War drills and bomb shelters are part of life in Ukrainian schools
Children in conflicts, Education in emergencies
200,000 children go to classes every day in high-risk areas that are being bombed or where landmines have been planted.
Huddled in a basement, dozens of children cover their heads with their hands, practising what to do if their school comes under attack in eastern Ukraine’s war.
In a conflict that has claimed more than 10,000 lives since 2014, war drills and bomb shelters have become part of daily life for hundreds of schools near the frontline.
At School Number Eight in Sartana village, only six miles from the fighting, an alarm signals children to make their way calmly underground following blue arrows to a bunker.
“We have special signals – three short bells for a fire, one long one for a bombardment,” Olena Lyskonog, a 14-year-old pupil, told AFP.
“We often have this kind of training, so that we will not panic when a real bombardment begins.”
The children go through the drill once a month. Each class has its own underground room equipped with emergency supplies.
Truce agreements have reduced fighting in Ukraine’s war, which started in 2014 following Russia’s annexation of Crimea. Kiev and its Western allies accuse Russia of funnelling troops and arms across the border. Moscow has denied the claims, despite substantial evidence of its involvement.
Clashes still erupt. Rockets and shelling remain threats for towns like Sartana, which is in a Kiev-controlled area but close to regions run by Moscow-backed separatists.
The Donetsk-region town has been repeatedly bombed. But school principal Lyudmyla Korona described the school basement as “the safest place in Sartana”.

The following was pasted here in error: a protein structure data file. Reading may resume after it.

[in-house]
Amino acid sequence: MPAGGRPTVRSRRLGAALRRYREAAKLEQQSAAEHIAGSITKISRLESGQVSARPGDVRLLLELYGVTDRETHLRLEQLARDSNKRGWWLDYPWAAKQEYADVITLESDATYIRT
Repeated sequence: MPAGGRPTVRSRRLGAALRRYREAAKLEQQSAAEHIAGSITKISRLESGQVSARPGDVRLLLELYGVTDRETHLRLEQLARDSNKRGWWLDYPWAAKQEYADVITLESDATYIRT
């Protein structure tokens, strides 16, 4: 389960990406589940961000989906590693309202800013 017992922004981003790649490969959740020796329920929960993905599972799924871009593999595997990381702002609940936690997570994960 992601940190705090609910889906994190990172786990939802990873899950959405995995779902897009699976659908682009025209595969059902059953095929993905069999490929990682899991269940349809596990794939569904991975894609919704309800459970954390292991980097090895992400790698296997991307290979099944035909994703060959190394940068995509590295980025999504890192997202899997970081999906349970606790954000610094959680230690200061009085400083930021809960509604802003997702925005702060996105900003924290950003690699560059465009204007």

In October 2014, Grad rockets fell on a funeral procession killing seven people and injuring another 13. The small town has not been bombed for the past two years thanks to the truce deals, but life here is still far from normal.
“They are constantly shelling near us, we hear it day and night,” pupil Lyskonog said.
According to the UN children’s agency UNICEF, nearly 750 schools were damaged or destroyed in eastern Ukraine over the more than four years of the conflict.
Some 200,000 children are still forced to attend school in areas at risk of clashes, according to the UNICEF statement released in May.
Lyskonog’s school gives regular lessons on how to deal with landmines scattered across the region since the start of hostilities.
Posters lining the halls read: “If you see a mine, do not touch it, do not come close to it, call firefighters.”
Pupil Vadym Kononov was 12 when the conflict began and his parents initially protected him from the reality of war by describing the shelling as “fireworks”.
Now the boy can easily tell the difference between anti-personnel and anti-tank mines but says he hopes he will never have to use this skill in real life.
“After training like this, people have an idea of what the mines look like,” he said.
Around 60 miles to the north of Sartana, the Kiev-controlled town of Krasnogorivka lies directly on the frontline. Two-thirds of the town’s population fled because of the fighting and three of its five schools have closed.
Two of the shuttered facilities were heavily damaged by bombing and the third no longer has heating as a result of the fighting.
They are constantly shelling near us, we hear it day and night. Olena Lyskonog, 14-year-old student
School Number Two’s roof was ripped off by three Grad missiles in May last year, just a day after the end of term. The three-storey 1930s building has remained empty since.
“I woke up and I saw that our school was gone,” said Illya Dolgikh, a 17-year-old former pupil.
He said he slept through the raid that destroyed the building and only found out the following morning.
“When I was told what happened, I felt dizzy,” the teenager said.
In Krasnogorivka, local authorities have started work to restore School Number Two but there is no projected date for the children to return to their school.
The sound of fighting can still be heard from the town almost every night.
“Life goes on,” said head teacher Olena Mykhatko. “But you cannot get used to it.”